Words carry a great deal of power in The Wee Free Men, and not just because the Nac Mac Feegles are weirdly intimidated by them. The Nac Mac Feegles totally believe that words carry a certain kind of mystical power:
"They think written words are even more powerful," whispered the toad. "They think all writing is magic. Words worry them. See their swords? They glow blue in the presence of lawyers." (4.169)
But it's not all in their imagination—in Fairyland words have a lot of power. Tiffany can even summon up a sword with her words when she enters a drome's trap, and she sees that the Queen is able to use her words to construct the world around her.
Words also have a great deal of impact in the real world, though. When Tiffany thinks back to all the times that her grandma helped the people in the village, sometimes all she did was use words. She used words to tell the Baron that he should be kinder, or that there'd be a reckoning if he didn't watch out. And her words worked to create positive change, to make the world better.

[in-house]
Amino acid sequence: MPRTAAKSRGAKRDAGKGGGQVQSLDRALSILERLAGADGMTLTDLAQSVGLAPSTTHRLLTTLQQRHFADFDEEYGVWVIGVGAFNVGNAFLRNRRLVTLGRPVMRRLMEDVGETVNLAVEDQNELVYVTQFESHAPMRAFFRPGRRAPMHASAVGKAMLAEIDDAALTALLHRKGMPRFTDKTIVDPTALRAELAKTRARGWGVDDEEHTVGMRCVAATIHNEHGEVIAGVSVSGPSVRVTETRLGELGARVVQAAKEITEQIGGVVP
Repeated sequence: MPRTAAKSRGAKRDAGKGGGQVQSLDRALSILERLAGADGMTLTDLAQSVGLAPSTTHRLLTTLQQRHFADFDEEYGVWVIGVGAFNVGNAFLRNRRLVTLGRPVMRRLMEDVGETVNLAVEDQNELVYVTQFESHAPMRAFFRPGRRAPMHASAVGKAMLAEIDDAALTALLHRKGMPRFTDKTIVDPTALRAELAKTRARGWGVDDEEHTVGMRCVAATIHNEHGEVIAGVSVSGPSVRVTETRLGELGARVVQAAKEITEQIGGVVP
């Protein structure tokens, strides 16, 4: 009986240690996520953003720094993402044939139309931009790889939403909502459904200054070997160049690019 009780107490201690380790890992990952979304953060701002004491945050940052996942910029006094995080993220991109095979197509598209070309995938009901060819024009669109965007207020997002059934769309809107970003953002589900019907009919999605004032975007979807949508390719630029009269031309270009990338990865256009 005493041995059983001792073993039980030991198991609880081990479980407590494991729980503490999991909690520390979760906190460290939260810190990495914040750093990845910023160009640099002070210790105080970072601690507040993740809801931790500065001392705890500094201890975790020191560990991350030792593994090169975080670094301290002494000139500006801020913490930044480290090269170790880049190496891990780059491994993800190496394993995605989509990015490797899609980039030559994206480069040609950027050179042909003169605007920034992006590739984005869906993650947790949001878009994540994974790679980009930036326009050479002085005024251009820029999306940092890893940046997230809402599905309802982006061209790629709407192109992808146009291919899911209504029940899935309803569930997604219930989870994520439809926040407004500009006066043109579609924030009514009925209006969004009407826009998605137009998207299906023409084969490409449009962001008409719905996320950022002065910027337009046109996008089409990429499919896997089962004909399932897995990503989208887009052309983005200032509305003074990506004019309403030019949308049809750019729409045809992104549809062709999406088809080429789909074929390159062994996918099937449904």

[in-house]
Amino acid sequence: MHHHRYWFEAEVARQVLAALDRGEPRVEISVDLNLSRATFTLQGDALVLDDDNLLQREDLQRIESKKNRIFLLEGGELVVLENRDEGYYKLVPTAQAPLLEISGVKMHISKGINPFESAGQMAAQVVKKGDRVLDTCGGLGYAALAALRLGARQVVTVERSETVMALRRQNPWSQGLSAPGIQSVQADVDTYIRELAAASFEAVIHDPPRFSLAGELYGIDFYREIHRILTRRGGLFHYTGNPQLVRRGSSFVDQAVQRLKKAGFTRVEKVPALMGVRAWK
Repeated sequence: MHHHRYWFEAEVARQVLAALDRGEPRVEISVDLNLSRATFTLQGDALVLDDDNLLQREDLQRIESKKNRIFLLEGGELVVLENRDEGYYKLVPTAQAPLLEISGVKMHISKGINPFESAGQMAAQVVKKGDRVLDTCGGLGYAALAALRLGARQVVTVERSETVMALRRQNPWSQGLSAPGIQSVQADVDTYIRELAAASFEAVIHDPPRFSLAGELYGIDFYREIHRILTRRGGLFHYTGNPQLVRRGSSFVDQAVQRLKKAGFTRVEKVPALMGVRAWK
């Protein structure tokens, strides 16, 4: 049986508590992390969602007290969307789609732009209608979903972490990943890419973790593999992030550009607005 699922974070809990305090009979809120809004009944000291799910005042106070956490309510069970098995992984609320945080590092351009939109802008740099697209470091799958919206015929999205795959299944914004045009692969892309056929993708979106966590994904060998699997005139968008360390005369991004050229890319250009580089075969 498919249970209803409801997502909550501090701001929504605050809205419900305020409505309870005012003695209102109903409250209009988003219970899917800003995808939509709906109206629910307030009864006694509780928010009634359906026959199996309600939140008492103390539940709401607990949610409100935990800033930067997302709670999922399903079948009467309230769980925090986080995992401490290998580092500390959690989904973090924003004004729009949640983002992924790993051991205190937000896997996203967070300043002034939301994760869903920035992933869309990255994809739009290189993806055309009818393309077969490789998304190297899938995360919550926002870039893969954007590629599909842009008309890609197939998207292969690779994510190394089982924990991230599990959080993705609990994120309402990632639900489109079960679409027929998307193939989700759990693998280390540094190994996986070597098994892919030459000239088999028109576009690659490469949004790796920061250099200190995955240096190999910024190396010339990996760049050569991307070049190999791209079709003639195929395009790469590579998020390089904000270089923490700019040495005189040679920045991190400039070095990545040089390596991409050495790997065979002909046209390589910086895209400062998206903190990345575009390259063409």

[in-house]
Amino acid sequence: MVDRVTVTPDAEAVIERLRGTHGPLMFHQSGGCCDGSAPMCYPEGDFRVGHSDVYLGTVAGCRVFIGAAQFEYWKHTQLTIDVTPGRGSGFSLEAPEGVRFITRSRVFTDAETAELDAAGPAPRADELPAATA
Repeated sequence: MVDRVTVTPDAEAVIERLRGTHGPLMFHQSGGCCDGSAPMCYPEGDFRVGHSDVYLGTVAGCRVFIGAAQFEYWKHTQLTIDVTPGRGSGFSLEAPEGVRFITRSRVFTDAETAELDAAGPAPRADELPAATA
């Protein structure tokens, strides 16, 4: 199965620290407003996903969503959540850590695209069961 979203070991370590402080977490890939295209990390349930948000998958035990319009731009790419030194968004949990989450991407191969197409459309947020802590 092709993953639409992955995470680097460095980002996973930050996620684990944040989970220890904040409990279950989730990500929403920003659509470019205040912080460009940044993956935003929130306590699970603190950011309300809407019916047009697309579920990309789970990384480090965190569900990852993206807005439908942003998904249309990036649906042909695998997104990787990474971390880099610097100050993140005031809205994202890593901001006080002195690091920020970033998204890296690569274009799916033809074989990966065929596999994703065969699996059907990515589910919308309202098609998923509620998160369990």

It isn't just in Fairyland and the Chalk that words have the power to improve or destroy worlds. Nope—it's in books too. We can understand The Wee Free Men as a world in its own right, a place we step into one the first page and don't truly exit until we read the end. And what are the primary materials used to build and maintain this world? Words. So the power of words within the book can also be seen as a shout-out to the power of words more generally in our lives, which we think is pretty cool.